The Elliott State Forest, almost 150 square miles of timberland, is the very close neighbor of the Millicoma River Park and Recreation District. It is more than a neighbor. Almost 10 percent of it is within the boundaries of our district and when certain timber sales occur within those boundaries, the district gets a piece of the action. Due to ongoing environmental issues, it has unfortunately been a few years since any timber sales have accrued to our benefit.
The Elliott State Forest belongs to the people of the state of Oregon, who fell heir to this magnificent piece of very unique real estate many years ago. Most of it was originally within the catastrophic Coos Forest Fire of 1868. When the Siuslaw National Forest was created in 1908, this land of the Coos Fire was incorporated into the National Forest, and there it remained until 1930.
Meanwhile, in 1911, the state of Oregon created its Board of Forestry and appointed as its first state forester a man of most remarkable vision. This was Francis Elliott, who set out to create a state forest that would produce a large sustained yield of timber, in perpetuity. The net sales were all to go into a trust fund for support of the public schools. And, he actually pulled it off! In a 1930 land exchange, the federal government transferred about 70,000 acres of federal forest land to the State Land Board. The State Board of Forestry, beginning in 1940, picked up another 9,000 acres of delinquent tax land from the counties. The state forest named for Francis Elliott, through many years of intense land trades and exchanges, attained the very efficient size and boundaries of its present 92,000 acres.
The State Land Board, which holds the legal title to 91 percent of the Elliott, is now proposing to sell 2,714 acres of it. If that goes through, it will probably be only the first of many sales of Elliott State Forest land until there may be no state forest at all. If there is no Elliott State Forest, neither the Public School Trust Fund nor the Millicoma River Park and Recreation District will ever again receive income from the timber sales of that land. And, under private ownership we can expect less stringent adherence to environmental issues, and no interest at all in sustaining the yield.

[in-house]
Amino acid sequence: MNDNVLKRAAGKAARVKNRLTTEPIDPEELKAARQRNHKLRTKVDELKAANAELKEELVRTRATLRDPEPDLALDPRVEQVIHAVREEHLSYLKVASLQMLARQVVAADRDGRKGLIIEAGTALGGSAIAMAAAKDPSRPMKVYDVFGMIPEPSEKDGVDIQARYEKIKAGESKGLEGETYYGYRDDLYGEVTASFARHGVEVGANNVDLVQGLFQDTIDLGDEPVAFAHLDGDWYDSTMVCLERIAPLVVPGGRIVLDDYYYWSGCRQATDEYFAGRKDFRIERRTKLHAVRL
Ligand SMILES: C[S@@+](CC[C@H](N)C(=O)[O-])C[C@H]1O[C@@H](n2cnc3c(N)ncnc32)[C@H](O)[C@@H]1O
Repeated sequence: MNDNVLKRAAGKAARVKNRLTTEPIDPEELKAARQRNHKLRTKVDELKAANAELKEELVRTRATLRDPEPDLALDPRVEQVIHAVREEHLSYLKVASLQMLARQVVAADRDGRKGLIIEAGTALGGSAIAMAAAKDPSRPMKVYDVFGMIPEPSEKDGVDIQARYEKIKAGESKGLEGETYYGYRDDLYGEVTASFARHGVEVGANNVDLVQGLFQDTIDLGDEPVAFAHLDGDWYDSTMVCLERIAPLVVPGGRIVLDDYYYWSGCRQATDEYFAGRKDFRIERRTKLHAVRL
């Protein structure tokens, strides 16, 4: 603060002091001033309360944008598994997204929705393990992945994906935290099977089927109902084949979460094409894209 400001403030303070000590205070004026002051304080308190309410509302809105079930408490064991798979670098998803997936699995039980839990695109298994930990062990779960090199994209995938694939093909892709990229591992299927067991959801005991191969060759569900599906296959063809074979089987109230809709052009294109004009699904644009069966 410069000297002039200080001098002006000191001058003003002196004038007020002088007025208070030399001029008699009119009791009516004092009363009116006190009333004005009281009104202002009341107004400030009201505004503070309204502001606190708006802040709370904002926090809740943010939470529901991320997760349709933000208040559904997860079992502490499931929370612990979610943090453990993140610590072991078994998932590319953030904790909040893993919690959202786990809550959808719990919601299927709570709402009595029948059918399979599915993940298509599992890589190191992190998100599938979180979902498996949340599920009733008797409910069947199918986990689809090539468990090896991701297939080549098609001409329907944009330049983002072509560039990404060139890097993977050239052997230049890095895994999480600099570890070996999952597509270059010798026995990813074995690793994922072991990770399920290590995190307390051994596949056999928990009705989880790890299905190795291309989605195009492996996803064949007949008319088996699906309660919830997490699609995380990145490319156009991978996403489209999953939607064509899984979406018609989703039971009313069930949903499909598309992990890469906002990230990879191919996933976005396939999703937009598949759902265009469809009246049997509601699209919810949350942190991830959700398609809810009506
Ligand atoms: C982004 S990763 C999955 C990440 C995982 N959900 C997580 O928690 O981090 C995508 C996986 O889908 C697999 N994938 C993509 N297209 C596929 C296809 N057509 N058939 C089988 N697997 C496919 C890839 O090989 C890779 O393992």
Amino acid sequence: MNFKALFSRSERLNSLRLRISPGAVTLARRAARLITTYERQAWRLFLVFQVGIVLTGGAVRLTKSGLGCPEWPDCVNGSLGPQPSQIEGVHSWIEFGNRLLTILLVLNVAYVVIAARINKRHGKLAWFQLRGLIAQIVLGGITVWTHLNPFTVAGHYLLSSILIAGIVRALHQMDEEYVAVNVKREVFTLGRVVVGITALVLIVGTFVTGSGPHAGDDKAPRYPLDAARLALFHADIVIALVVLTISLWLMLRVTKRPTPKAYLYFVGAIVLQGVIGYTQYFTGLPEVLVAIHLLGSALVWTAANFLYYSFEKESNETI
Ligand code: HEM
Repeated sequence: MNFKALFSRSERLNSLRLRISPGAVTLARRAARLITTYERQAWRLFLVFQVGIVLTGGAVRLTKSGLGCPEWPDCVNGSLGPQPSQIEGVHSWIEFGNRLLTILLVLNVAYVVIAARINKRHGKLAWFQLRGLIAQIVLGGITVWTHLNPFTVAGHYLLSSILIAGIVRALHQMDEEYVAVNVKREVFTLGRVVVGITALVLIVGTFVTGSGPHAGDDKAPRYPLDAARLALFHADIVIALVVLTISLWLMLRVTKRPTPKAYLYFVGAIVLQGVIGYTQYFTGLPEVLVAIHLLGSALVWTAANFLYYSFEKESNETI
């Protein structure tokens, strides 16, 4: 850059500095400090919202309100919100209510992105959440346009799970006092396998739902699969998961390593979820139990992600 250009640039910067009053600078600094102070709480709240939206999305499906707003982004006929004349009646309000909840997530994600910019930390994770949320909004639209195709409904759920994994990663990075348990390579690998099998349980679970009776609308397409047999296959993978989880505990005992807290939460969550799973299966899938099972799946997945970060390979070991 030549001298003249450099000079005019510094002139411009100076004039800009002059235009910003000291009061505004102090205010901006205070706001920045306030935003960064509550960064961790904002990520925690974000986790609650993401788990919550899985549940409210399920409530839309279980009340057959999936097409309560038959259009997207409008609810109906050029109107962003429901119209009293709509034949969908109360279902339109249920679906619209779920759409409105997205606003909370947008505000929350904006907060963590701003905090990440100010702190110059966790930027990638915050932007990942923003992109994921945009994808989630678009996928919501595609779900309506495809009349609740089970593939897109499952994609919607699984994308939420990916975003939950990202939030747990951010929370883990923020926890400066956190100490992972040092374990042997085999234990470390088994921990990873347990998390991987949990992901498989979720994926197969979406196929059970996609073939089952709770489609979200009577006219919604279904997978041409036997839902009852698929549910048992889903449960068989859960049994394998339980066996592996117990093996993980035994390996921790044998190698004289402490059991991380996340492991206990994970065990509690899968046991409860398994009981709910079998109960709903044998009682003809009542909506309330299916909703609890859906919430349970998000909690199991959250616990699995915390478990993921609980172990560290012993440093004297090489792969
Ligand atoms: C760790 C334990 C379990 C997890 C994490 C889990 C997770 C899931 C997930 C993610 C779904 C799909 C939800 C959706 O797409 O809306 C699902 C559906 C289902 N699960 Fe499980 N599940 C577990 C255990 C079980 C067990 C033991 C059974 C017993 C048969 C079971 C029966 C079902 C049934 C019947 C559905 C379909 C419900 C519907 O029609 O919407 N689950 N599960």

The Elliott State Forest was the first forest of its kind in the United States. Years of progress, guided by a succession of dedicated professional foresters, has created for us what is arguably the best state forest in the United States. If the State Land Board begins selling pieces of it, all that progress will be for nothing, and the people of the state of Oregon will lose one of its proudest assets.
The State Land Board is accepting public comment until Nov. 10. Public comment should be addressed to:
Dept. of State Lands
775 Summer St. NE
Salem, OR 97301
Lionel Youst is a local historian and biographer. His recent book, “Lost In Coos,” tells of Coos River and Elliott State Forest search and rescue missions from 1871 to 2000. His property is adjacent to the Elliott State Forest and he has long shown an interest in its management.
–The Coos Bay World